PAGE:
Learning from Mt. Ugo

I was once given the special task to help promote my hometown’s tourism industry. The job was a blessing in disguise because I always loved traveling, trying out adventures and meeting new friends. It wasn’t that hard to adjust to the expectations of this undertaking.

The task introduced me to experiences worth remembering. One of which is the Mt. Ugo Summer Climb.

I bet you have seen the well-known sea of clouds of Mount Pulag or you have gone to the New Zealand of Mount Ulap, but nothing compares to the uniqueness of Mt. Ugo. It offers you distinct sceneries with its pine tree forests, accommodating villagers, thoughtful local guides, and challenging trails. 

This climb was literally my first major climb.  I have never joined a climb with more or less two hundred (200) participants. What I usually had is a literal “walk in the park” or just some fun and short treks with friends.

The climb’s itinerary summed up to almost three (3) days. I thought it would be a long journey. Luckily, I was part of the team who organized the event. I didn’t have to worry about our tents, foods, and accommodations.

Along the journey, there were some pointers worth remembering:

FIRST: Hiking is boring if you Do it alone. 

Earphones with your favorite music genre are nothing compared to the stories, jokes and experiences that other people will share while striding the mountain slopes. By just looking at the mountains and trees, your eyes will be relieved of your stressful Facebook feed.  And yes, you may have thousands of friends in Facebook but do you even know how they really look like? The friends I met during this climb are real people; more than the faces, I came to know their stories.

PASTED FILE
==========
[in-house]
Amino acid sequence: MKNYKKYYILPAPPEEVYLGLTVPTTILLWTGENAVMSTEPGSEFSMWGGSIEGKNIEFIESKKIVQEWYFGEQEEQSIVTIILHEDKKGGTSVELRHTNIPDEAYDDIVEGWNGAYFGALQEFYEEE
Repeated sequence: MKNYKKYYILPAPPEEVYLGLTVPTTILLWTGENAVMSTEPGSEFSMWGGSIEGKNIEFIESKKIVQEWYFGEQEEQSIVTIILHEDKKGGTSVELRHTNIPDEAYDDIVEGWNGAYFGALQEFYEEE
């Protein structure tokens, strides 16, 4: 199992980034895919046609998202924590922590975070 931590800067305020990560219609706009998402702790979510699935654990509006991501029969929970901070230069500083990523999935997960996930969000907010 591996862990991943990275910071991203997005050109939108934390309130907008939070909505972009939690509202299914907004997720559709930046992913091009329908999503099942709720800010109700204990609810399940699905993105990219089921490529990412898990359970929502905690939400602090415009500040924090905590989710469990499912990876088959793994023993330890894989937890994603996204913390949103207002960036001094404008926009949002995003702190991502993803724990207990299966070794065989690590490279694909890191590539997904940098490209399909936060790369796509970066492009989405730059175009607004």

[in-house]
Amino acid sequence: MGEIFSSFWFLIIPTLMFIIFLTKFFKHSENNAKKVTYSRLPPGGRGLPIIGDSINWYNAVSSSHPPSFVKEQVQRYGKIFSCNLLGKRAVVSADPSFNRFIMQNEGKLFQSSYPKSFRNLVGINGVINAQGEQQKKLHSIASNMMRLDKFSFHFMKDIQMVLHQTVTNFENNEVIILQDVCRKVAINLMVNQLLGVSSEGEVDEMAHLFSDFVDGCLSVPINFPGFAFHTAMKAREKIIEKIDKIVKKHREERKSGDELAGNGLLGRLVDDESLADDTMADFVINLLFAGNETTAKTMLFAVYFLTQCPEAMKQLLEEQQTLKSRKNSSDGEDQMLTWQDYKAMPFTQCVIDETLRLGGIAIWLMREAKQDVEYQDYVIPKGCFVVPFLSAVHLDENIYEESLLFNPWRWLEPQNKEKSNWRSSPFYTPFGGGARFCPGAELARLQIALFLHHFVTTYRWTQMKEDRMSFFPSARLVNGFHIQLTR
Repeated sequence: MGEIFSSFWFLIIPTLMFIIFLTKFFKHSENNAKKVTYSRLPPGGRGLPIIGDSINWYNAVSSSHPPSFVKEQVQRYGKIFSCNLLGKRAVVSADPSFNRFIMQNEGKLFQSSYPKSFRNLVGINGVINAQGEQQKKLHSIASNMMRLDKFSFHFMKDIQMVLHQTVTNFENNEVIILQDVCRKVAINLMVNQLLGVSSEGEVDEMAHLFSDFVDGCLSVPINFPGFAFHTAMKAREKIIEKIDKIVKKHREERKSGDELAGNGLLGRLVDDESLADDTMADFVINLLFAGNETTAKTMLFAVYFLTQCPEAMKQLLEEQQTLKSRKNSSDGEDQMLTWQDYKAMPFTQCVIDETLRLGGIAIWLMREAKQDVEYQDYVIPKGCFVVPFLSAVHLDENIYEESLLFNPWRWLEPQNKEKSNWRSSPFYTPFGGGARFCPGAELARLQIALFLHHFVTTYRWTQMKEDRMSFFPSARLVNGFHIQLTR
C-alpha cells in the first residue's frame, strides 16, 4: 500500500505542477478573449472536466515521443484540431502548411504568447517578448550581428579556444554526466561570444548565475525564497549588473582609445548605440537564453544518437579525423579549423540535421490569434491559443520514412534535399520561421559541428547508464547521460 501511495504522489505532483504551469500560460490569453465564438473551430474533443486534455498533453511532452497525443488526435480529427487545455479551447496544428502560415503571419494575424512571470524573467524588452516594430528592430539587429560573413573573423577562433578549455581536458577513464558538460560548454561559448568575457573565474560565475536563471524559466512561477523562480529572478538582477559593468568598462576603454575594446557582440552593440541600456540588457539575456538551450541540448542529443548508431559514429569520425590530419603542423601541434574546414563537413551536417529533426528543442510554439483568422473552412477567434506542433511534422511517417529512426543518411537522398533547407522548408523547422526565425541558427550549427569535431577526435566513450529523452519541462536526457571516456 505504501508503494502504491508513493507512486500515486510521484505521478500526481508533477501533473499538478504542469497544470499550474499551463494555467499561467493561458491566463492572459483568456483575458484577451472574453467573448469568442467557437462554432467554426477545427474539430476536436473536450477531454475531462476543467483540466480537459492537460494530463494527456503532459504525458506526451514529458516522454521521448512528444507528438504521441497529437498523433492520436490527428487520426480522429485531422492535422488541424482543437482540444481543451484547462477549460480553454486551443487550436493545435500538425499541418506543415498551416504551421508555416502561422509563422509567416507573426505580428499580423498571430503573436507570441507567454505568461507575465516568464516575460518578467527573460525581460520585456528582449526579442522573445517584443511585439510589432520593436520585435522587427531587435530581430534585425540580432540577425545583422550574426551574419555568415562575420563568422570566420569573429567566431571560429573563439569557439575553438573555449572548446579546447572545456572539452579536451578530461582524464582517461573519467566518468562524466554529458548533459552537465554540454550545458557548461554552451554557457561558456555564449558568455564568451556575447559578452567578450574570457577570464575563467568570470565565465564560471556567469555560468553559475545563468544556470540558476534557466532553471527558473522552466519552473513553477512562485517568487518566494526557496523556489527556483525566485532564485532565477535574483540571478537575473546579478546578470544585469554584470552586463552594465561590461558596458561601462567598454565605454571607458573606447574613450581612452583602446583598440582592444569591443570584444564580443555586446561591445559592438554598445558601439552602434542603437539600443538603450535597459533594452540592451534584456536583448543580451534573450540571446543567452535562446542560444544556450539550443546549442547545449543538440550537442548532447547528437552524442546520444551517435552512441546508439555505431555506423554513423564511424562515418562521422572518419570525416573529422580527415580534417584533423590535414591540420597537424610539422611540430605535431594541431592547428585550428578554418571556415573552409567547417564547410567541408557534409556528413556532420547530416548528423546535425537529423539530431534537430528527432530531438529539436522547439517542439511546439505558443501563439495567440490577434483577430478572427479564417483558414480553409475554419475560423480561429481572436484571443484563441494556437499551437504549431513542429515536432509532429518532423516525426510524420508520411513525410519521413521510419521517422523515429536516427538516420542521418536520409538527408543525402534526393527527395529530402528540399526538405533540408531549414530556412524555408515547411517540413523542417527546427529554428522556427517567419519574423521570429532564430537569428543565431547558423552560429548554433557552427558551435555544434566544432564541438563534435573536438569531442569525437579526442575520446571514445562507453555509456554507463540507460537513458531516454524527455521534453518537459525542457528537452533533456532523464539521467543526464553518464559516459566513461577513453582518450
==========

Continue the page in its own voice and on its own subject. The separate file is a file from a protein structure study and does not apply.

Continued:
When we arrived in the 1st Camp, everybody was tired. I didn’t have the strength to mingle with the other participants. All I wanted was to rest my exhausted knees and have a goodnight sleep. I knew, I had to prepare myself for the next day will be tougher. The Summit Assault.

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The next morning, I realized I was carrying too much. I had in my back pack a thick and heavy jacket. I doubted my climbing skill that I actually got rid of that jacket and gave it to the locals in order to lighten the weight I was carrying.

Distance away to the summit, I was really and deadly tired. But I was so confident back then. One participant passed by and asked, “Are you OK? Don’t give up; we’re just few meters away to the top.” And he was right.

Reaching the summit was the best feeling I ever had. The fresh air and the cool breeze numbed all the pain I was feeling that suddenly it didn’t feel like I just walked thousands of steps. That feeling was truly remarkable.

SECOND: Stop doubting yourself, stop saying it will be difficult because once you reach the top, you’ll be surprised how easy it was. 

I regret not staying longer in the summit because I needed to be back down quickly to prepare for the activities in the 2nd camp. With the 200+ participants, I wasn’t able to have the chance to meet them all.

THIRD: Enjoy every moment because every experience is different. After all, it’s not every day that you get the chance to an adventure like this. 

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